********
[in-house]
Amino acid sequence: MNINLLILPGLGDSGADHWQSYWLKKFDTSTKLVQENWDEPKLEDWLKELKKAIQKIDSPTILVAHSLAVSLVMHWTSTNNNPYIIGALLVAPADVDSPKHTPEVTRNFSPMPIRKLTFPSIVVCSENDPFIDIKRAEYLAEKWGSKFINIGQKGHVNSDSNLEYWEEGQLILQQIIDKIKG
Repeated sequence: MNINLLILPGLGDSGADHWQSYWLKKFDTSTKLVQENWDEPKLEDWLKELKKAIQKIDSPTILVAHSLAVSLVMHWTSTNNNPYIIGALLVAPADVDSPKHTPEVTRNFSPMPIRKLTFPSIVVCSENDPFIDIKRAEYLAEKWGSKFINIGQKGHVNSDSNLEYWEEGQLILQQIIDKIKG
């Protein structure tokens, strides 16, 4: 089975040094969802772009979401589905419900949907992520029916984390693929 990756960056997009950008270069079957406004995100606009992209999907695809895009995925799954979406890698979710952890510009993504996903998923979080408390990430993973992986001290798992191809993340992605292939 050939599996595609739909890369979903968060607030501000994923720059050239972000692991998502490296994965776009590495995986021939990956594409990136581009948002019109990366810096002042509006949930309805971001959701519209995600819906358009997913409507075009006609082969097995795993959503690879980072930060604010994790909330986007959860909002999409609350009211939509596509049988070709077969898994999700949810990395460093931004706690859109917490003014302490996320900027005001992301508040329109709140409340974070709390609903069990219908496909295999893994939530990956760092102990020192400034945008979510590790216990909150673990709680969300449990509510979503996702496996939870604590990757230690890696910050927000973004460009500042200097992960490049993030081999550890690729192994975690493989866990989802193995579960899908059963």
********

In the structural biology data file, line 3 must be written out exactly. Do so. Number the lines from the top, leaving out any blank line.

Repeated sequence: MNINLLILPGLGDSGADHWQSYWLKKFDTSTKLVQENWDEPKLEDWLKELKKAIQKIDSPTILVAHSLAVSLVMHWTSTNNNPYIIGALLVAPADVDSPKHTPEVTRNFSPMPIRKLTFPSIVVCSENDPFIDIKRAEYLAEKWGSKFINIGQKGHVNSDSNLEYWEEGQLILQQIIDKIKG